Besides collective denials of the past (such as brutalities against indigenous peoples), people may be encouraged to act as if they don’t know about the present. Whole societies are based on forms of cruelty, discrimination, repression or exclusion which are “known” about but never openly acknowledged… . Indeed, distortions and self-delusions are most often synchronized… . Whole societies have mentioned and unmentionable rules about what should not be openly talked about. You are subject to a rule about obeying these rules, but bound also by a meta-rule which dictates that you deny your knowledge of the original rule.75
White ignorance has been able to flourish all these years because a white epistemology of ignorance has safeguarded it against the dangers of an illuminating blackness or redness, protecting those who for “racial” reasons have needed not to know. Only by starting to break these rules and meta-rules can we begin the long process that will lead to the eventual overcoming of this white darkness and the achievement of an enlightenment that is genuinely multiracial.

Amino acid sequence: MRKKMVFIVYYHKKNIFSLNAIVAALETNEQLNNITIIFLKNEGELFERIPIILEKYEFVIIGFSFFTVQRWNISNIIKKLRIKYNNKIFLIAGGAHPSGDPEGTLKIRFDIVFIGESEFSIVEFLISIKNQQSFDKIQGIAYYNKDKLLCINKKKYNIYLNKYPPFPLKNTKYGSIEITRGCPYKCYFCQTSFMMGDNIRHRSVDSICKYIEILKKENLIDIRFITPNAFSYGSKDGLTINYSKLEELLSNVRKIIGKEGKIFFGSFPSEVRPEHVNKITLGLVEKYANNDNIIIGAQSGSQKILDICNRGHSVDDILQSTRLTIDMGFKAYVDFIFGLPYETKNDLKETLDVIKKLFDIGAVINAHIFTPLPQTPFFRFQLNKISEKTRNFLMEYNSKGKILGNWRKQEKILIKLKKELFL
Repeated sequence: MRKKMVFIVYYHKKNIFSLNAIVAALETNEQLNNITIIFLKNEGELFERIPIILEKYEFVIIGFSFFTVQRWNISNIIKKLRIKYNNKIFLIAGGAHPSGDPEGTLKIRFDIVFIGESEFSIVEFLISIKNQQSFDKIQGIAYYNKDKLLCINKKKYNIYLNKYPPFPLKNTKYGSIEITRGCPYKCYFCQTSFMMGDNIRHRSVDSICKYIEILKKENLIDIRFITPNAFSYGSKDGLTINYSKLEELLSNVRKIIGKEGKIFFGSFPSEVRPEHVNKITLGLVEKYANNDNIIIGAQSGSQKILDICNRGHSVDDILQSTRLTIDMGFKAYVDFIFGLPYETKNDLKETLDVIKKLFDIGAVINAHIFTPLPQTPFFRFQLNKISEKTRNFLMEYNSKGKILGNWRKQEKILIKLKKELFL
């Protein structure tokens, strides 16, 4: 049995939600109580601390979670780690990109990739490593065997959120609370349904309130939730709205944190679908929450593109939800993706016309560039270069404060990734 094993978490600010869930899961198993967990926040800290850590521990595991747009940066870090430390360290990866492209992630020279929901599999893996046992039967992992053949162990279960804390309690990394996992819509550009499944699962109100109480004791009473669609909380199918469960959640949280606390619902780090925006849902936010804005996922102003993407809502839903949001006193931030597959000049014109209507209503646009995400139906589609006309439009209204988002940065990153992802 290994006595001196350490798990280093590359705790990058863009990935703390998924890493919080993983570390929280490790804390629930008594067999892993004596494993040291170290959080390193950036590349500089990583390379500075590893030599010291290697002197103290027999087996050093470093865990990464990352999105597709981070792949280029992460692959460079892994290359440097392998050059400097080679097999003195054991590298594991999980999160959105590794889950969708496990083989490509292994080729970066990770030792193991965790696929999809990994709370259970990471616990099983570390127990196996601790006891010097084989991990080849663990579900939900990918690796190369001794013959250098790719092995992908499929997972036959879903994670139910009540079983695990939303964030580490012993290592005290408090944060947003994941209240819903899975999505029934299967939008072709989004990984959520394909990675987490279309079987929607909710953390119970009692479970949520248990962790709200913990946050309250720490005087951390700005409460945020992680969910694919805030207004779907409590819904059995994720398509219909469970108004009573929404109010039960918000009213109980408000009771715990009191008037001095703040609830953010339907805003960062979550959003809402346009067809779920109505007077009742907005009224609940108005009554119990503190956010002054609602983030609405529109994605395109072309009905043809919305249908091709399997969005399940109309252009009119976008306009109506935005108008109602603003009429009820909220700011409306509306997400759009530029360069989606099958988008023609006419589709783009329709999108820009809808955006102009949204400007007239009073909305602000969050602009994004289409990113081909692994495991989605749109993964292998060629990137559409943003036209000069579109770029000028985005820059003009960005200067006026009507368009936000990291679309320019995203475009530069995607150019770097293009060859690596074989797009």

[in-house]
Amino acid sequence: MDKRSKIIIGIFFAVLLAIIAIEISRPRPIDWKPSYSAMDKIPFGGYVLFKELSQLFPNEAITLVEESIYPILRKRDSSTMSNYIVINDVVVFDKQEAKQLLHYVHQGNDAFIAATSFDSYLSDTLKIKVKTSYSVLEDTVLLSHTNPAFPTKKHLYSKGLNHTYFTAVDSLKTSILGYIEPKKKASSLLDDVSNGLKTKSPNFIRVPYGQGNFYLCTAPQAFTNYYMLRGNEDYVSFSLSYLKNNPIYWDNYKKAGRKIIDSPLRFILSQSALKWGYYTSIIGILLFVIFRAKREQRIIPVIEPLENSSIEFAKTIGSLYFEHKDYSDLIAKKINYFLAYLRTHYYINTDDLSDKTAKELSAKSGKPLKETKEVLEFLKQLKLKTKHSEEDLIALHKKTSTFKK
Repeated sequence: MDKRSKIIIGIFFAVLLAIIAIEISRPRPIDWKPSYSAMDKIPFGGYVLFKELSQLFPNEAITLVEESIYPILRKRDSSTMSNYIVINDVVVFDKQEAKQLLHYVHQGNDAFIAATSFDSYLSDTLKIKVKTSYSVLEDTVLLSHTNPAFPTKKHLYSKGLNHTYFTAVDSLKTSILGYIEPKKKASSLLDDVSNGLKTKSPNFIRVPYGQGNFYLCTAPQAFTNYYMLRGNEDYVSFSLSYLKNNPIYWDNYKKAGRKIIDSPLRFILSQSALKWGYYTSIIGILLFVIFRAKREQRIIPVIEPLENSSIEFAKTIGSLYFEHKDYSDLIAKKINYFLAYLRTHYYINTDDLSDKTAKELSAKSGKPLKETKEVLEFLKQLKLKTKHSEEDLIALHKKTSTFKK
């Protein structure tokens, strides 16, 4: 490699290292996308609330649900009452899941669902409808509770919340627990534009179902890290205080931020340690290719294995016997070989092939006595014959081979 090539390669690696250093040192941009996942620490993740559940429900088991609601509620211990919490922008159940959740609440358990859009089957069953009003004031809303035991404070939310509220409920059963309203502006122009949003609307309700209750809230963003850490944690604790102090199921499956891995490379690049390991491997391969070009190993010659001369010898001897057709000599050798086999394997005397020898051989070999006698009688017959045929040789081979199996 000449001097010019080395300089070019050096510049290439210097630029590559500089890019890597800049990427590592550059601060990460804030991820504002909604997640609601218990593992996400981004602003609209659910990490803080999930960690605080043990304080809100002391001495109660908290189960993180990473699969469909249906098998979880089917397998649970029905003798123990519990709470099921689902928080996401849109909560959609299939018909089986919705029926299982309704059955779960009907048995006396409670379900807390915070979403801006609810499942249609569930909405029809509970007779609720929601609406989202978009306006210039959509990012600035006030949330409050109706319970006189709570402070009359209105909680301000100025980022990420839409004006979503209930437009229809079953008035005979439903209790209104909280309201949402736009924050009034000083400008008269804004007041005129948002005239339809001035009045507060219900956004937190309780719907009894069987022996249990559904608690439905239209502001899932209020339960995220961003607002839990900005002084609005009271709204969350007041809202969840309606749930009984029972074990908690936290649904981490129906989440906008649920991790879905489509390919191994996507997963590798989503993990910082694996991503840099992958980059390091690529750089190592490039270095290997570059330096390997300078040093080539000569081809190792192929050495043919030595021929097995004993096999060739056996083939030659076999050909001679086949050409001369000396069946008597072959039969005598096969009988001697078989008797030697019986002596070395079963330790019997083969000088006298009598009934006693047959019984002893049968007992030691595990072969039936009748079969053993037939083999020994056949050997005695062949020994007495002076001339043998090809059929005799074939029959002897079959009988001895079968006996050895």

(1.) James E. Curtis and John W. Petras, eds., The Sociology of Knowledge: A Reader (New York: Praeger, 1970).
(2.) W. V. O. Quine, “Epistemology Naturalized,” in Quine, Ontological Relativity and Other Essays (New York: Columbia University Press, 1969); Hilary Kornblith, ed., Naturalizing Epistemology, 2nd ed. (Cambridge, MA: MIT Press, 1994; orig. ed. 1985).
(3.) Hilary Kornblith, “A Conservative Approach to Social Epistemology,” in Frederick F. Schmitt, ed., Socializing Epistemology: The Social Dimensions of Knowledge (Lanham, MD: Rowman & Littlefield, 1994), p. 93.